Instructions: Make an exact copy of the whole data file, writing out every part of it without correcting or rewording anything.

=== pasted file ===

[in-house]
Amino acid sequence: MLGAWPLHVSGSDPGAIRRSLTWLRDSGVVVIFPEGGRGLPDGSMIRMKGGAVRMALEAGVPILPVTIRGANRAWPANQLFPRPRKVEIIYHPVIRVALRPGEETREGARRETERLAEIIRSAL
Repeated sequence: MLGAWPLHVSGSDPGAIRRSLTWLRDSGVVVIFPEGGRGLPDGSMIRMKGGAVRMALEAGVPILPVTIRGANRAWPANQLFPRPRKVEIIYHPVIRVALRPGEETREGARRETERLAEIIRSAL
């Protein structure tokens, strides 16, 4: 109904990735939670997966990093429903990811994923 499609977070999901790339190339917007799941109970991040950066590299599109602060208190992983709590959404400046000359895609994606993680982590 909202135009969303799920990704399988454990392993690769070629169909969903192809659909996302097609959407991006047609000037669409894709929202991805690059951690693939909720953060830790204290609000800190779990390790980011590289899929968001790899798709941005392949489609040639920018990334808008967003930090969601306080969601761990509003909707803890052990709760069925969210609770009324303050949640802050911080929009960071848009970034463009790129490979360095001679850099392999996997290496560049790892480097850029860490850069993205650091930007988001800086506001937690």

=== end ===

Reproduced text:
[in-house]
Amino acid sequence: MLGAWPLHVSGSDPGAIRRSLTWLRDSGVVVIFPEGGRGLPDGSMIRMKGGAVRMALEAGVPILPVTIRGANRAWPANQLFPRPRKVEIIYHPVIRVALRPGEETREGARRETERLAEIIRSAL
Repeated sequence: MLGAWPLHVSGSDPGAIRRSLTWLRDSGVVVIFPEGGRGLPDGSMIRMKGGAVRMALEAGVPILPVTIRGANRAWPANQLFPRPRKVEIIYHPVIRVALRPGEETREGARRETERLAEIIRSAL
């Protein structure tokens, strides 16, 4: 109904990735939670997966990093429903990811994923 499609977070999901790339190339917007799941109970991040950066590299599109602060208190992983709590959404400046000359895609994606993680982590 909202135009969303799920990704399988454990392993690769070629169909969903192809659909996302097609959407991006047609000037669409894709929202991805690059951690693939909720953060830790204290609000800190779990390790980011590289899929968001790899798709941005392949489609040639920018990334808008967003930090969601306080969601761990509003909707803890052990709760069925969210609770009324303050949640802050911080929009960071848009970034463009790129490979360095001679850099392999996997290496560049790892480097850029860490850069993205650091930007988001800086506001937690």